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Crop Science Abstract -

Natural Outcrossing In Chickpea (Cicer Arietinum L.)


This article in CS

  1. Vol. 36 No. 1, p. 203-205
    Received: May 20, 1994

    * Corresponding author(s): waines@ucracl.ucr.edu
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  1. Rana Tayyar,
  2. Claire V. Federici and
  3. Giles J. Waines 
  1. Dep. of Botany and Plant Sciences, Univ. of California, Riverside, CA 92521-0124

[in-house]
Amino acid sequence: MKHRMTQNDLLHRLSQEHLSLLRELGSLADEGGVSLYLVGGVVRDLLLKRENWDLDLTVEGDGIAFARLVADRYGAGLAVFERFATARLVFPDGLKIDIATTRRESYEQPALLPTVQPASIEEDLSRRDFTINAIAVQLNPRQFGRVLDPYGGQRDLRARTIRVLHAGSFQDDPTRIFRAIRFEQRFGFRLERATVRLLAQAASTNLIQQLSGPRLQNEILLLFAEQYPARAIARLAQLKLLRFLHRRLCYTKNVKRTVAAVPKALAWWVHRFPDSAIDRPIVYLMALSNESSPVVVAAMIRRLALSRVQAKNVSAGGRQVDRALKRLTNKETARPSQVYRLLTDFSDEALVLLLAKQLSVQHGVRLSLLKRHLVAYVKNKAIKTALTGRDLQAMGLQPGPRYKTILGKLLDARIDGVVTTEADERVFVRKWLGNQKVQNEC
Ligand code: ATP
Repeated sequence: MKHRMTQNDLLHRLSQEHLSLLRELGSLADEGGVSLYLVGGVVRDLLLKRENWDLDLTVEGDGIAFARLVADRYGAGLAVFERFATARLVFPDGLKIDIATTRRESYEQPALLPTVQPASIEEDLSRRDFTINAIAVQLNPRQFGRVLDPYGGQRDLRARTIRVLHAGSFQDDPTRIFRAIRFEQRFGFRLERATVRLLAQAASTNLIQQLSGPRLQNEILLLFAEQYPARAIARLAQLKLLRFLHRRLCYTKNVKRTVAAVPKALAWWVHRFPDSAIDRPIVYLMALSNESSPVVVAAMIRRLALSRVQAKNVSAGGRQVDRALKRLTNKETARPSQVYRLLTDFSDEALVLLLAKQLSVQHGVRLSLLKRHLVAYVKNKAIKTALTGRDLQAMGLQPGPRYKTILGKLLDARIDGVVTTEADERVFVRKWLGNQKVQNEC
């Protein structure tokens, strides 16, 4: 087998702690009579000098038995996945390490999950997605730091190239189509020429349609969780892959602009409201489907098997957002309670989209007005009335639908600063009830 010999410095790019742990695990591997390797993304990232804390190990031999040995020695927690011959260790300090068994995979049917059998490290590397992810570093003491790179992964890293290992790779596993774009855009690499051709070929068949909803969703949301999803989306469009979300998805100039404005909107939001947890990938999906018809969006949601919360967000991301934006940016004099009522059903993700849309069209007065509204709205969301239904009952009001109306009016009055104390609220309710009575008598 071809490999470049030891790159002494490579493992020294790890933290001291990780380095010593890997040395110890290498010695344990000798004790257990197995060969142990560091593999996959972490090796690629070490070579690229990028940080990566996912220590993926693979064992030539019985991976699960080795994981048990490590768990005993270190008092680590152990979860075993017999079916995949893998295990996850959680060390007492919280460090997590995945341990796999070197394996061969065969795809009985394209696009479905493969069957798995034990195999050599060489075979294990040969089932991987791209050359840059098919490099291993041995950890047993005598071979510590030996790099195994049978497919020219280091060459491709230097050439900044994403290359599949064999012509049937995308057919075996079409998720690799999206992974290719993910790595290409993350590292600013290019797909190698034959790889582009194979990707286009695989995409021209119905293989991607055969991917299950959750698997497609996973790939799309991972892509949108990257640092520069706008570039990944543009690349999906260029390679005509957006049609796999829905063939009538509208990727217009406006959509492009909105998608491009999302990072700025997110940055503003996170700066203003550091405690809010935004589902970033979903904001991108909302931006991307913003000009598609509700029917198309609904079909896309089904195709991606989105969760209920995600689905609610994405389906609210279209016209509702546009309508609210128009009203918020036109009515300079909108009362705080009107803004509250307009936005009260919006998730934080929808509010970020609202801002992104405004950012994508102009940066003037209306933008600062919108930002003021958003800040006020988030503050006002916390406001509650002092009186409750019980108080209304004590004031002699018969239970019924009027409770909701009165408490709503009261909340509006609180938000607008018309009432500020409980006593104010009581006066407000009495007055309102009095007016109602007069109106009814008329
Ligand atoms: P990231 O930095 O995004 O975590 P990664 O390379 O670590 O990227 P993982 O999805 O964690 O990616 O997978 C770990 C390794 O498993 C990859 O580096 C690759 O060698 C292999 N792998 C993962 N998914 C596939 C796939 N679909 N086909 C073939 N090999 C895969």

The rate of natural outcrossing in the cultivated chickpea (Cicerarietinum L.) was estimated with five lines grown over three planting dates in the 1988–1989 season, and four other lines grown in one planting date in 1989, and over two planting dates in 1991. At each planting date, a randomized complete block design with six replications was employed. The location of the study was at the University of California, South Coast Research and Extension Center, Irvine, CA, where high outcrossing rates have been previously observed in different genotypes of the common bean (Phaseolus vulgaris L.). Compound leaf, controlled by a single dominant gene (Silv/silv), was used as a morphological marker. Unifoliate genotypes were used as female parents and were interplanted in the middle row of every plot with genotypes with compound leaves designated as male parents. Although many bumble bees (Bombus spp.) and honey bees (Apis mellifera L.) visited open chickpea flowers, progeny tests revealed that the average rate of natural outcrossing in the lines under investigation was less than 1%.

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